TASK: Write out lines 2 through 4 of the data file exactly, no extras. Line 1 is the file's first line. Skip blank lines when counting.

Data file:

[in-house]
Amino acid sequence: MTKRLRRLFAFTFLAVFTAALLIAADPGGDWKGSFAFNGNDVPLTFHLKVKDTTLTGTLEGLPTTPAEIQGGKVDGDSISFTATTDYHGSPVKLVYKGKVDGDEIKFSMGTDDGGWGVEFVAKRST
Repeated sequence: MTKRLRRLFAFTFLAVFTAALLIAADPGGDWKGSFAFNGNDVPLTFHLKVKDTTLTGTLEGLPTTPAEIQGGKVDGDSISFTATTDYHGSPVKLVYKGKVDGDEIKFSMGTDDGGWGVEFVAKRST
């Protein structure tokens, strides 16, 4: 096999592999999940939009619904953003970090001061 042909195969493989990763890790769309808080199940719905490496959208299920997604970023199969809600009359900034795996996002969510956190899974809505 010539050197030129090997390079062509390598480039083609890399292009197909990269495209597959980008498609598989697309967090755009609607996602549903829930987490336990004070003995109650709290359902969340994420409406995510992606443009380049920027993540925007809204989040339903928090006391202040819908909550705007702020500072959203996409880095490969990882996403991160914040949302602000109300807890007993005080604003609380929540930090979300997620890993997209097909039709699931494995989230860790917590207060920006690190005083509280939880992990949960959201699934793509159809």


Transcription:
Amino acid sequence: MTKRLRRLFAFTFLAVFTAALLIAADPGGDWKGSFAFNGNDVPLTFHLKVKDTTLTGTLEGLPTTPAEIQGGKVDGDSISFTATTDYHGSPVKLVYKGKVDGDEIKFSMGTDDGGWGVEFVAKRST
Repeated sequence: MTKRLRRLFAFTFLAVFTAALLIAADPGGDWKGSFAFNGNDVPLTFHLKVKDTTLTGTLEGLPTTPAEIQGGKVDGDSISFTATTDYHGSPVKLVYKGKVDGDEIKFSMGTDDGGWGVEFVAKRST
């Protein structure tokens, strides 16, 4: 096999592999999940939009619904953003970090001061 042909195969493989990763890790769309808080199940719905490496959208299920997604970023199969809600009359900034795996996002969510956190899974809505 010539050197030129090997390079062509390598480039083609890399292009197909990269495209597959980008498609598989697309967090755009609607996602549903829930987490336990004070003995109650709290359902969340994420409406995510992606443009380049920027993540925007809204989040339903928090006391202040819908909550705007702020500072959203996409880095490969990882996403991160914040949302602000109300807890007993005080604003609380929540930090979300997620890993997209097909039709699931494995989230860790917590207060920006690190005083509280939880992990949960959201699934793509159809």